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The next few days of polls may very well show a continued Donald Trump lead among Republican contenders following this week’s presidential debate, but data from the event showed some hope for other candidates who’ve been trying to break through.
On the latest episode of Variety‘s “PopPolitics” on SiriusXM, Josh Ginsberg of ZignalLabs says that during the debate Trump captured about 23% of mentions in traditional and social media, whereas a typical day for him is usually 45% or as high as 60%.
“When he has to share the stage with others … he doesn’t have the same ability to really break through, especially when people touch on policy and things like that,” Ginsberg says.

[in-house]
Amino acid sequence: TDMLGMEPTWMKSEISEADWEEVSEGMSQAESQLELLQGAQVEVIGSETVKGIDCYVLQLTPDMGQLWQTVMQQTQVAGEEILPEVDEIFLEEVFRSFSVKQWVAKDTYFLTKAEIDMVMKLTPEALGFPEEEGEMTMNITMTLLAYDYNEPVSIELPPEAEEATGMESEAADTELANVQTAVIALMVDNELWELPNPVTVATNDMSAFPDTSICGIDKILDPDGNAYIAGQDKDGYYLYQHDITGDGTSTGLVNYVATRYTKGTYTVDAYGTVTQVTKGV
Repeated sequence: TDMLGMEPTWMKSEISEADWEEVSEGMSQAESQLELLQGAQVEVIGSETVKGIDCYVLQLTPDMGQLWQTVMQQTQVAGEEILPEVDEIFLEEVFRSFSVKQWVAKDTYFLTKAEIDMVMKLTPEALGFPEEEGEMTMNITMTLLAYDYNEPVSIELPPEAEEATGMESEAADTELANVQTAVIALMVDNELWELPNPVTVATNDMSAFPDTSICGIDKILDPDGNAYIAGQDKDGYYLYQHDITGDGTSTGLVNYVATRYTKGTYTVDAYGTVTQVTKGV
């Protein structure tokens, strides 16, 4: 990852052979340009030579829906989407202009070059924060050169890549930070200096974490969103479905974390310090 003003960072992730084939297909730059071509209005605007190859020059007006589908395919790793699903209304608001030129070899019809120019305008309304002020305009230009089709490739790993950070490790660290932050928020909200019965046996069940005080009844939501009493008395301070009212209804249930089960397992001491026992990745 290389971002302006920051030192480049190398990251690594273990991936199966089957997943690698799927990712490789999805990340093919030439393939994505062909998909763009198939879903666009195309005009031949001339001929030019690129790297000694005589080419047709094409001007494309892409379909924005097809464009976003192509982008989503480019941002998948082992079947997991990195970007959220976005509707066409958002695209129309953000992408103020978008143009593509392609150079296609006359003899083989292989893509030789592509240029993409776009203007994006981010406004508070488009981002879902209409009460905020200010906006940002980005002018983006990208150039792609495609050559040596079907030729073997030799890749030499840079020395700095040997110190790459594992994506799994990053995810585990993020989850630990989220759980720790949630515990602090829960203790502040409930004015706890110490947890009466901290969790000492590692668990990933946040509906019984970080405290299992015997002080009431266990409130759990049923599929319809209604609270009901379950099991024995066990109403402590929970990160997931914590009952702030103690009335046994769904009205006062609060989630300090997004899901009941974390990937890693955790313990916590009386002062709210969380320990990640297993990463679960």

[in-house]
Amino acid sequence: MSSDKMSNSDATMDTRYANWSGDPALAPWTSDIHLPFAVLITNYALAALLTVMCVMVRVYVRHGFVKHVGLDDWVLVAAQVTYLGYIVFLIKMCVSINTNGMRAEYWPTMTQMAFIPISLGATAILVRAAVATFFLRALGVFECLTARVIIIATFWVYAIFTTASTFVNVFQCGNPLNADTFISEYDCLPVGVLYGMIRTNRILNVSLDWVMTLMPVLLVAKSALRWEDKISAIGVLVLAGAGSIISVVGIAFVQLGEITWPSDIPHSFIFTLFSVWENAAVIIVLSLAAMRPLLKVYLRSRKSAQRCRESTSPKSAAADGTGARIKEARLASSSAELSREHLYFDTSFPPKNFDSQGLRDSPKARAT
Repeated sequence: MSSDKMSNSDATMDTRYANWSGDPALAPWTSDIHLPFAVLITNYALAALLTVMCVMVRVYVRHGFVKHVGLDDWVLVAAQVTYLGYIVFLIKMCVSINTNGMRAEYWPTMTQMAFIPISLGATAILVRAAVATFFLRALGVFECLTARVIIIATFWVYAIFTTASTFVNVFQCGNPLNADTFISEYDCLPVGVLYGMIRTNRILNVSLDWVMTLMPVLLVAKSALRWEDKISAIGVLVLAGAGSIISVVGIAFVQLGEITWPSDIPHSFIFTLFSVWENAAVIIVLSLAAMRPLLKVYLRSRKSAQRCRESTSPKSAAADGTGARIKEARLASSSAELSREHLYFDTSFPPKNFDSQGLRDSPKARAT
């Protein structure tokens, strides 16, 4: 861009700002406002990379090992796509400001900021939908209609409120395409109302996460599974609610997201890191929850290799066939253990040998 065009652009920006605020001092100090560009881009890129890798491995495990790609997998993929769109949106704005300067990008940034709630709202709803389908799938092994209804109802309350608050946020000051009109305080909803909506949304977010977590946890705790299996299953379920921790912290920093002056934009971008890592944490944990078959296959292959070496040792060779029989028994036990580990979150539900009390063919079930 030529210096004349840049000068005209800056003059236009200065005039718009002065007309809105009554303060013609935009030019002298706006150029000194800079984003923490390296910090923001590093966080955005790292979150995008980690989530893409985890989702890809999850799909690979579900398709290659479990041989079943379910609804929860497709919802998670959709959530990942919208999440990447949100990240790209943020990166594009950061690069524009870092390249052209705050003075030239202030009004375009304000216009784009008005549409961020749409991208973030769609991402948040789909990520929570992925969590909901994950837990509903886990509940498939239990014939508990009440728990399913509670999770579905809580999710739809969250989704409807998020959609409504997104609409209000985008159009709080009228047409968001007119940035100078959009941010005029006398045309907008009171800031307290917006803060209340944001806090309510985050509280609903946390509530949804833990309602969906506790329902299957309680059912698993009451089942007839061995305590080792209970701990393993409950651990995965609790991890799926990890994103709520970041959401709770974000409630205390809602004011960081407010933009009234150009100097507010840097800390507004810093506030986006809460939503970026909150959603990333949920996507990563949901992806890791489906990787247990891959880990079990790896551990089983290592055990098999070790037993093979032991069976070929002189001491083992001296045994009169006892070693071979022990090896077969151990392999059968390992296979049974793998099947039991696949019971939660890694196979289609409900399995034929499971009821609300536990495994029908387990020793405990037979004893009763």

Alan Schroeder, a professor at Northeastern University, said that “the problem is that he is extremely repetitious in what he says. If you watch one rally you have watched them all, and there is going to come a point where the novelty of that, if it hasn’t worn off already, quickly will.”
Schroeder is the author of “Presidential Debates: 50 Years of High Risk TV.”
He says, “It reminds me of Ross Perot, when he came out of the gate in ’92 in the first debate. By the second debate, where he was giving literally the same sound bites, people were bored with it, and I think we may see something along that line with Donald Trump.”
Of course, Trump has defied expectations before, but Wednesday’s debate proved to be a breakout for Carly Fiorina (landing an appearance on “The Tonight Show” on Monday) and a better gathering forJeb Bush.